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The DNA topoisomerase I binding protein topors as a novel cellular target for SUMO-1 modification: characterization of domains necessary for subcellular localization and sumolation.

Over the past years, modification by covalent attachment of SUMO (small ubiquitin-like modifier) has been demonstrated for of a number of cellular and viral proteins. While increasing evidence suggests a role for SUMO modification in the regulation of protein-protein interactions and/or subcellular localization, most SUMO targets are still at large. In this report we show that Topors, a Topoisomerase I and p53 interacting protein of hitherto unknown function, presents a novel cellular target for SUMO-1 modification. In a yeast two-hybrid system, Topors interacted with both SUMO-1 and the SUMO-1 conjugating enzyme UBC9. Multiple SUMO-1 modified forms of Topors could be detected after cotransfection of exogenous SUMO-1 and Topors induced the colocalization of a YFP tagged SUMO-1 protein in a speckled pattern in the nucleus. A subset of these Topors' nuclear speckles were closely associated with the PML nuclear bodies (POD, ND10). A central domain comprising Topors residues 437 to 574 was sufficient for both sumolation and localization to nuclear speckles. One SUMO-1 acceptor site at lysine residue 560 could be identified within this region. However, sumolation-deficient Topors mutants showed that sumolation obviously is not required for localization to nuclear speckles.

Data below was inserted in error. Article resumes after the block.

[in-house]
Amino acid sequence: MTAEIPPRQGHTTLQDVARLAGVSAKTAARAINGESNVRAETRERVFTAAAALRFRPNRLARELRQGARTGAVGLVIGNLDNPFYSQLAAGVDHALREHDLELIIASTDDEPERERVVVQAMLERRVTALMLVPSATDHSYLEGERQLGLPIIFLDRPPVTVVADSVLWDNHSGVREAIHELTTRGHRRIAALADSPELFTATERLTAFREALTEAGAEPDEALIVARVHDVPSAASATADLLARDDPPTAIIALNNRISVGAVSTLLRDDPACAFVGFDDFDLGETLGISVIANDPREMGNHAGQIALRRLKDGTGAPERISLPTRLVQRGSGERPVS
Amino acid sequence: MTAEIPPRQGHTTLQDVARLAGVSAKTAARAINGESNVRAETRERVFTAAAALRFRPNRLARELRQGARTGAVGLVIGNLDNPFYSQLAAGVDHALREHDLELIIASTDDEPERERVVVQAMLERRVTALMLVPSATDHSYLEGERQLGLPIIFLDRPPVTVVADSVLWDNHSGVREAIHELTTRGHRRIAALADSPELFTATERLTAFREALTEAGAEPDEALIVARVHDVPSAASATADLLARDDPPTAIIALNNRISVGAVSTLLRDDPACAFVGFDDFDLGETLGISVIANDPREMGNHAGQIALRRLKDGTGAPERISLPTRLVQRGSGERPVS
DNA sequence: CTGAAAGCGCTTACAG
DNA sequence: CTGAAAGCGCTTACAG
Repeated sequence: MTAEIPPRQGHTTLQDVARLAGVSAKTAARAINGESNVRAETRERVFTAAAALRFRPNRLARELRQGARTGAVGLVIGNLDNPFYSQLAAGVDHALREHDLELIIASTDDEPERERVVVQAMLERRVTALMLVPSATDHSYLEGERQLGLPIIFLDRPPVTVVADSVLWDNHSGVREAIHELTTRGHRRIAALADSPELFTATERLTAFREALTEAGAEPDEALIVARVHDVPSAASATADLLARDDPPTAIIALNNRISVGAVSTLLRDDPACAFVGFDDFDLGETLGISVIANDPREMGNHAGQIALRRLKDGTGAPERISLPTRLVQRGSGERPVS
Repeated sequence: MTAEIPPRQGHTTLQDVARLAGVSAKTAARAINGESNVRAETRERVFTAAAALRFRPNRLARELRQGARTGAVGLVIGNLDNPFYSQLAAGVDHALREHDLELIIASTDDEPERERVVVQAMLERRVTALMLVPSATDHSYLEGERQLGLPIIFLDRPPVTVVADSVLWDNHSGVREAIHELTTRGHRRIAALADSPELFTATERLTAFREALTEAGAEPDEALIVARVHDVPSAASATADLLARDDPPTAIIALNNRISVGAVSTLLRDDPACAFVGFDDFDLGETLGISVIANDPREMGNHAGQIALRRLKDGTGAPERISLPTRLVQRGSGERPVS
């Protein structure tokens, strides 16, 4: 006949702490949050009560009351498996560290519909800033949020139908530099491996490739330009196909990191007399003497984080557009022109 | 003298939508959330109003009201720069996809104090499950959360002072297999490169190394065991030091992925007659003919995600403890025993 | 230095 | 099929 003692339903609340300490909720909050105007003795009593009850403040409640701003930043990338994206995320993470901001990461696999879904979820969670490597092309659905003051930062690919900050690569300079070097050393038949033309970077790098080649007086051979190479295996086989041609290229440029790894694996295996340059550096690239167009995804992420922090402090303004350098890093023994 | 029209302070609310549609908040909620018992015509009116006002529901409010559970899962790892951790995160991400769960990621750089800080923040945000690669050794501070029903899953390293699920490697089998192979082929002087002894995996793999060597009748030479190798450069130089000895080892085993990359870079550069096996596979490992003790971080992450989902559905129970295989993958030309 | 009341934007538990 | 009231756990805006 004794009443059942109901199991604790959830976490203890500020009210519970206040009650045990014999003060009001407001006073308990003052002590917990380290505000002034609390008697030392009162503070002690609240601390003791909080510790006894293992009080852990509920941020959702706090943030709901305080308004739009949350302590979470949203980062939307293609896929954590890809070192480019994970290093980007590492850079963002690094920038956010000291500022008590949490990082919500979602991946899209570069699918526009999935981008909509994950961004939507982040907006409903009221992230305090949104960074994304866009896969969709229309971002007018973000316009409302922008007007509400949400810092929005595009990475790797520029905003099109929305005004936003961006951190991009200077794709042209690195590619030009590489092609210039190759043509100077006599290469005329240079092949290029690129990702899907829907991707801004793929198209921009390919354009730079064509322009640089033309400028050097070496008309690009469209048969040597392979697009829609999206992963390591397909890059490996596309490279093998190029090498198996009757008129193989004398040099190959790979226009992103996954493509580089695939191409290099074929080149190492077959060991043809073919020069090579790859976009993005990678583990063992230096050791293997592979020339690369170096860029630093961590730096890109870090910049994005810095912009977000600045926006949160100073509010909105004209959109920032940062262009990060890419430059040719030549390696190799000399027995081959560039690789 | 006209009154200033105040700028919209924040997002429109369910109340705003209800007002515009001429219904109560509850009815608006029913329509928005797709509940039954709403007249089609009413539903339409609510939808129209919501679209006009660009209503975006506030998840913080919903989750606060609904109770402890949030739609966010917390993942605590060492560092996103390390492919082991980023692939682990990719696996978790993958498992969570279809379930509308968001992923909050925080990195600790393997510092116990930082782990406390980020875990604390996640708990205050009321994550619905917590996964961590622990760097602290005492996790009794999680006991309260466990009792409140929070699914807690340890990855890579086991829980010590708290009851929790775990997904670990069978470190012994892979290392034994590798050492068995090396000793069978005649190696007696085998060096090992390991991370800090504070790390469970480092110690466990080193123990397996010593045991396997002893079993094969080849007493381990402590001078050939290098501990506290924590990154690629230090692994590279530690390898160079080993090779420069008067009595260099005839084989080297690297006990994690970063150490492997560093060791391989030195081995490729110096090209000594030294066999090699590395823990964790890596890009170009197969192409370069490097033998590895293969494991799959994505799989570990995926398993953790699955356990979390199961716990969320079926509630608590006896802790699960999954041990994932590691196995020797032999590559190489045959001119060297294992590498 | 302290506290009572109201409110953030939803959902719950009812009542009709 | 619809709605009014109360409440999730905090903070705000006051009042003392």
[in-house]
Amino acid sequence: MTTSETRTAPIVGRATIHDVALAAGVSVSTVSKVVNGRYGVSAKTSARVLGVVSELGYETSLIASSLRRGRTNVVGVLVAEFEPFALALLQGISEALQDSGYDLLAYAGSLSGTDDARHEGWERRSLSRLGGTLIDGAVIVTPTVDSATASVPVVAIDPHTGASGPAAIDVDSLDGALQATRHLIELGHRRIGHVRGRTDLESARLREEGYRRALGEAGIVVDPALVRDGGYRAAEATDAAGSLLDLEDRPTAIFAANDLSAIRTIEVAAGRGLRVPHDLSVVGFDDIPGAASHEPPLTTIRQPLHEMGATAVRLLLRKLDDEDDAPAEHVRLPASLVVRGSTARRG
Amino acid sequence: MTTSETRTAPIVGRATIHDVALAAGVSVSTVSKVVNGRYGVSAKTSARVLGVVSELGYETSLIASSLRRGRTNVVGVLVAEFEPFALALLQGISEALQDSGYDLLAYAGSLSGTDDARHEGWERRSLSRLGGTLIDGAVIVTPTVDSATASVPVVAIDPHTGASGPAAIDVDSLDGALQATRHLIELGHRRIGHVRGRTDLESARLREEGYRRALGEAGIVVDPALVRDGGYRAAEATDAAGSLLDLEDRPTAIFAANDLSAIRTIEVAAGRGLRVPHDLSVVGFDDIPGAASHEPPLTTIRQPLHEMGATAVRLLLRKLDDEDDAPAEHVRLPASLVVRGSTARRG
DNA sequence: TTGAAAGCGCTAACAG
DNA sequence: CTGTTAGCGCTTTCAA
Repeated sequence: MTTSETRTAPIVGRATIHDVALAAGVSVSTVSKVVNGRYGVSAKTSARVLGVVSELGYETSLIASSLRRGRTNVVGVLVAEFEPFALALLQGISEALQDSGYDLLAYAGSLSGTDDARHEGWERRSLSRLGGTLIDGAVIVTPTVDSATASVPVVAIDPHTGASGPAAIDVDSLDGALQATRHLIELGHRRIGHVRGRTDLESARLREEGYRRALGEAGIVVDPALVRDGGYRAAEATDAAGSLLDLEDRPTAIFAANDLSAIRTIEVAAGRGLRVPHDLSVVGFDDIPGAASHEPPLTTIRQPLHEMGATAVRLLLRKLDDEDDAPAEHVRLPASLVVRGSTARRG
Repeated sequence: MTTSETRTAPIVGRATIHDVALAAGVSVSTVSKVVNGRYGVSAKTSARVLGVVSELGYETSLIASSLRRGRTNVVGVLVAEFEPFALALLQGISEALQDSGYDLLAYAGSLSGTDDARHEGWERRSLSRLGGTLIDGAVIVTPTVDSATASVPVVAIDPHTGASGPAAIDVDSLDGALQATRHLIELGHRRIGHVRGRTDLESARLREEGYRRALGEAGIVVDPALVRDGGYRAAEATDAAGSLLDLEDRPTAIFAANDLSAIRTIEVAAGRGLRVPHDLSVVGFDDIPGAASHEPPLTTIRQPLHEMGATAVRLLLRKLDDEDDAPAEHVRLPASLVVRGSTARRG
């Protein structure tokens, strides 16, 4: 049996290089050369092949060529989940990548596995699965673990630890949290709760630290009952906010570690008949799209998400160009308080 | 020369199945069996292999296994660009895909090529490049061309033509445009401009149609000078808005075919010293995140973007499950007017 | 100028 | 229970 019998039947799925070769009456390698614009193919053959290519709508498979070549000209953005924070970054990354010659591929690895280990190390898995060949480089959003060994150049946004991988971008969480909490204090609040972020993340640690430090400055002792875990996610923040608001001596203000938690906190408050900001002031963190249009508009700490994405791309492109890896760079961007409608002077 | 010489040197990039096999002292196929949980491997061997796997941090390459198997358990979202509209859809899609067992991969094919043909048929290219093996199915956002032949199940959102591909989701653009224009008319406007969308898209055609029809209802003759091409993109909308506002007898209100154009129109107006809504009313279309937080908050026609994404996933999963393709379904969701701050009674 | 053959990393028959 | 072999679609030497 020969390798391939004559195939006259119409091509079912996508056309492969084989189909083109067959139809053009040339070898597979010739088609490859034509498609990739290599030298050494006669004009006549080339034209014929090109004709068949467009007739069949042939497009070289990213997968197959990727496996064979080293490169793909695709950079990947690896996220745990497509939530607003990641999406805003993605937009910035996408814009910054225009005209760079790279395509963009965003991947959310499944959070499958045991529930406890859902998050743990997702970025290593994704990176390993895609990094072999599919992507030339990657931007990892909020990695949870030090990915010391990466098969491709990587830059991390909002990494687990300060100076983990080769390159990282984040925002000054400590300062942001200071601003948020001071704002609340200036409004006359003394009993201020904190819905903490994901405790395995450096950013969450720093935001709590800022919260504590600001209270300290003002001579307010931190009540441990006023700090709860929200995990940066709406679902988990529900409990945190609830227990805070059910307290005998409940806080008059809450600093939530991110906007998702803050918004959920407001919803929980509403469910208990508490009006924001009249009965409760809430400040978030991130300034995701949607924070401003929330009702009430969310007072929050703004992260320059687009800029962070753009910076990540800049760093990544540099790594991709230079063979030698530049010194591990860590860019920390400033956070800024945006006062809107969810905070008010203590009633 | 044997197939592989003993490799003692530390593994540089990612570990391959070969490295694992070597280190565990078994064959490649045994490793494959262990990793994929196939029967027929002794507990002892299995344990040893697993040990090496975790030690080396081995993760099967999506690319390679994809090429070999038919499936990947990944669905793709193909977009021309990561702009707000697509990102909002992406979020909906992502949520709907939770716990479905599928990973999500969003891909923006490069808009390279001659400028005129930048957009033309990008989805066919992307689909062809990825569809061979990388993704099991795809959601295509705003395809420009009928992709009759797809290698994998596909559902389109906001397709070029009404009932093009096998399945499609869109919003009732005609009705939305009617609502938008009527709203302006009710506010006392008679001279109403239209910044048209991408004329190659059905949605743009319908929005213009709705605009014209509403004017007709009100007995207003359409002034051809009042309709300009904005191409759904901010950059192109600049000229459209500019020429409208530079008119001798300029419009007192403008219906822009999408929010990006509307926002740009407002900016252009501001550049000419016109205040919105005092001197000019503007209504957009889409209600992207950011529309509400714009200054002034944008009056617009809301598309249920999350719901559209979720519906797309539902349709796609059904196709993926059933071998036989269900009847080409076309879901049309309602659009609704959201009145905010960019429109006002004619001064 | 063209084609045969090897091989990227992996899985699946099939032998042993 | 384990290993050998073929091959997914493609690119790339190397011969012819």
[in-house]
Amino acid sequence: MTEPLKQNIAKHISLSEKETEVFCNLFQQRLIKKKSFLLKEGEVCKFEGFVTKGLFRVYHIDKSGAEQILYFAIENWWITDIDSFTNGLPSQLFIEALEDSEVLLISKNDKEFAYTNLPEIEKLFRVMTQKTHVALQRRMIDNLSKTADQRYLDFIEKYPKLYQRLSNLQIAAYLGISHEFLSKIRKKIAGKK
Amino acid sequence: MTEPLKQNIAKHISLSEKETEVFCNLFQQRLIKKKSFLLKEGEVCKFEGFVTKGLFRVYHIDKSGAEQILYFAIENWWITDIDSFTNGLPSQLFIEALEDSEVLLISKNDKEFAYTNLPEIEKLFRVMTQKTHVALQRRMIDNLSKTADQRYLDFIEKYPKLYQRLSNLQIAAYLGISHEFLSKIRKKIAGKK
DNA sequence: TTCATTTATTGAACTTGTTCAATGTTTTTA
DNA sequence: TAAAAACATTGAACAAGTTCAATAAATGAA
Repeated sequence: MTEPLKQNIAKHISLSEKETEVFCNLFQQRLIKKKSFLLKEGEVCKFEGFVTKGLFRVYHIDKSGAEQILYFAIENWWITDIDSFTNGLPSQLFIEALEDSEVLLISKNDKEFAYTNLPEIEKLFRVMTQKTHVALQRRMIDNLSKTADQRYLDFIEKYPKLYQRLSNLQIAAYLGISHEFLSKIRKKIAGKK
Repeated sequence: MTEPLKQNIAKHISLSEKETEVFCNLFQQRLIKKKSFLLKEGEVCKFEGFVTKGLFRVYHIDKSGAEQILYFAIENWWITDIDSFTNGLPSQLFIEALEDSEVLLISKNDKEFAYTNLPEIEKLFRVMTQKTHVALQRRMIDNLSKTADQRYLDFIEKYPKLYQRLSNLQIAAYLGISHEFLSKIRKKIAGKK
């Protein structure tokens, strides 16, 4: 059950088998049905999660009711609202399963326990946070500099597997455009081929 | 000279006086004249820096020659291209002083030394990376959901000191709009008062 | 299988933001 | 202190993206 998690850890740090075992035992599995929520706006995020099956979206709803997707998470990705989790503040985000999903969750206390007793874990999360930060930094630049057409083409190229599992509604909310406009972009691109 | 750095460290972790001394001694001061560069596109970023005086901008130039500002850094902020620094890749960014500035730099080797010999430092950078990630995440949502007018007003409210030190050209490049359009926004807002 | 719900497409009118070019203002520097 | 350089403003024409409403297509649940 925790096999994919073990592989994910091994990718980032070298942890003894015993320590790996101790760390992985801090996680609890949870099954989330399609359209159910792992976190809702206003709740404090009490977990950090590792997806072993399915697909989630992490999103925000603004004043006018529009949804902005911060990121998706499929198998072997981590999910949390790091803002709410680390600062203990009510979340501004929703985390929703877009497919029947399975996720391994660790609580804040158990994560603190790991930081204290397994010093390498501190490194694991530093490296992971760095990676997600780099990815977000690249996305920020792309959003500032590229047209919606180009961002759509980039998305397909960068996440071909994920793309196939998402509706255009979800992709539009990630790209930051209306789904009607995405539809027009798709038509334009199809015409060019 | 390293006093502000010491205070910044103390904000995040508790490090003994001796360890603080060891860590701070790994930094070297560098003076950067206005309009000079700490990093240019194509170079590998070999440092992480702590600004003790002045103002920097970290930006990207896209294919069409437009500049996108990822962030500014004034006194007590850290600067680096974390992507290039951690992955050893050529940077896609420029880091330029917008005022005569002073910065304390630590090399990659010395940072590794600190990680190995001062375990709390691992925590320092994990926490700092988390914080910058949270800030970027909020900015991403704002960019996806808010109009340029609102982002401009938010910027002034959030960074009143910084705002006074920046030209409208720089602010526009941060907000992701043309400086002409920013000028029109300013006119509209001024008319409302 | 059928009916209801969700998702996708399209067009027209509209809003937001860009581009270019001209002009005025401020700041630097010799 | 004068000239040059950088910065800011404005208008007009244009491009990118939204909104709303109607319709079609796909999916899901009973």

Pubmed ID: 14516784


  • Weger S
  • Hammer E
  • Engstler M


Experimental cell research

Publication Data

October 15, 2003

Associated Grants


Mesh Terms

  • Active Transport, Cell Nucleus
  • Bacterial Proteins
  • Binding Sites
  • Carrier Proteins
  • Cell Compartmentation
  • Cell Nucleus
  • Cell Nucleus Structures
  • DNA-Binding Proteins
  • Eukaryotic Cells
  • HeLa Cells
  • Humans
  • Ligases
  • Luminescent Proteins
  • Mutation
  • Neoplasm Proteins
  • Nuclear Proteins
  • Protein Structure, Tertiary
  • SUMO-1 Protein
  • Transcription Factors
  • Ubiquitin-Conjugating Enzymes
  • Ubiquitin-Protein Ligases